The People of the Valley: Writing and Cooking with Marie Claire Griffin | Features






Marie Claire Griffin and her son Gabriel.




The Wood River Valley was a quieter place than it is now when Marie Claire Griffin showed up in 1991 with a master’s degree in creative writing from San Francisco State University, an emerging career as a chef and the need to find meaning and redemption in writing. word.

“I’ve been writing a lot of poetry and stories,” said Griffin, 64, who wrote “I Got to Love You, a Boy and His Dog” for his children, due for release this year from Mascot Books.

“You just keep coming up with the words and hoping you can tell a story in a meaningful way. It’s a lonely process, but I can’t imagine not writing,” she said.

Griffin had made a living cooking for the San Francisco Giants and Ninety-Forty before moving to Idaho. Then she found herself working with the likes of Arnold Schwarzenegger, Maria Shriver, Bruce Willis and Demi Moore.

“I’ve been in these celebrities’ kitchens where you can’t help being drawn to their local dramas, but I longed for a life in the context of deeper meaning, spirituality and devotion,” Griffin said.

It occurred to her that she was living the life of “Mary and Martha,” as it is said in the Bible, where Martha would pound all the pots and pans in the kitchen while Mary listened to Jesus’ teachings.

“The message is that you’re missing out on the best things in life,” Griffin said.

She delved into her profession and drew lessons and inspiration from her teachers, including Anne Lamott, Ethan Kanin, and MFK Fisher, author of How to Cook a Wolf.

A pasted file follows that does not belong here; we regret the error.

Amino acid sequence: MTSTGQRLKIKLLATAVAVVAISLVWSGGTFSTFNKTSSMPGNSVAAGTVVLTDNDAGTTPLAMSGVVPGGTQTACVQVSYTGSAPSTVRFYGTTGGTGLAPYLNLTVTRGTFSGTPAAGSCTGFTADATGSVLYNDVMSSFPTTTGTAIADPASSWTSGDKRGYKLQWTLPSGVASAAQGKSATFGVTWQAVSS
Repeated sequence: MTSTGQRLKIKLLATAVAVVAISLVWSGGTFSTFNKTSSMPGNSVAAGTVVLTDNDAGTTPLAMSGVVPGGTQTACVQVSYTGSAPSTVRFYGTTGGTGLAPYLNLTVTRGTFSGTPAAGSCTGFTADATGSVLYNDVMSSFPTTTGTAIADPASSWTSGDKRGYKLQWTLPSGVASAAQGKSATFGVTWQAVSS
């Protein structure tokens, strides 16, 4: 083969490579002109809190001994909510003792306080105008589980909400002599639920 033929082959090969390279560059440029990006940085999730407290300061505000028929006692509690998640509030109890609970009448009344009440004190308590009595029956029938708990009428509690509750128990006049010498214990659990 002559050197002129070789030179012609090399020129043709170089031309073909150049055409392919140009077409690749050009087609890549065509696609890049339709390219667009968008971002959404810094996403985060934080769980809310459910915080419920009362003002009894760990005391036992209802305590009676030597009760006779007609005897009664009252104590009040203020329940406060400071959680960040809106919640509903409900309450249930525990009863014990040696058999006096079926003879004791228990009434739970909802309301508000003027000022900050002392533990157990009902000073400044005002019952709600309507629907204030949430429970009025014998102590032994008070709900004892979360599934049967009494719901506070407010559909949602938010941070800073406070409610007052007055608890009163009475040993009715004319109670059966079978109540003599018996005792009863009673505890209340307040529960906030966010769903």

In 1999, Griffin’s first memoir, “Language Lessons (When Your Mother Dies)”, a story about redemption, love, and reconciliation, was published to critical acclaim.

Griffin said, “Life is circular these days, but it was simpler back then, and yet family dynamics are always complex. This book was a rewarding and comforting feat.”

Twenty years ago, Griffin regularly won titles for Valley poetry and mingled with the burgeoning local book culture at the time, often centered around Gary Hunt’s icon-smashing books.

“Gary [and now Sarah Hedrick] He was a great advocate and promoter of writers and poets here. We had salons we met at writers like John Sack’s house. He once said that my writing reminded him of Joan Didion, and I almost fell off a chair.”

Griffin said she has always been drawn to the study of pastoral care, grief, and how people reconcile loss and carry on working. In 2005, she entered Boston Theological Seminary and decided to adopt a child as a single mother. Soon the son was born in her life. Gabriel is now 16 years old.

“I got the message through my belief that this boy was the angel Gabriel coming to me, and that is exactly what he was,” Griffin said.

“Because I was much older when he came into my life, I had a deliberate depth of raising it in the loudest way possible,” Griffin said. “I can’t imagine living without it. It has deepened my heart’s capacity for love.”

A few years ago, Griffin found a video on YouTube on the internet of a Norwegian man looking for a match for his widowed mother.

“It got 15 million views and it was pretty cool, so I texted him asking if I could buy the story, and I don’t really know how the process goes,” Griffin said. “I told him I knew we could make a Hollywood movie about it. I pretty much made it up.”

Griffin flew him to Hollywood and met her friend and producer Ellen Stewart, who works part-time in Sun Valley. Stewart took on the project, signed a deal, and now the film is in development, with Griffin serving as producer. A documentary “Finding Adam” about the same story was recently produced in Norway.

Chef Griffin’s job ended abruptly when the pandemic struck. She is now back in storytelling, which now includes a number of filmmaking projects.

She said, “You can’t doubt yourself when something feels right. You just have to do it.”

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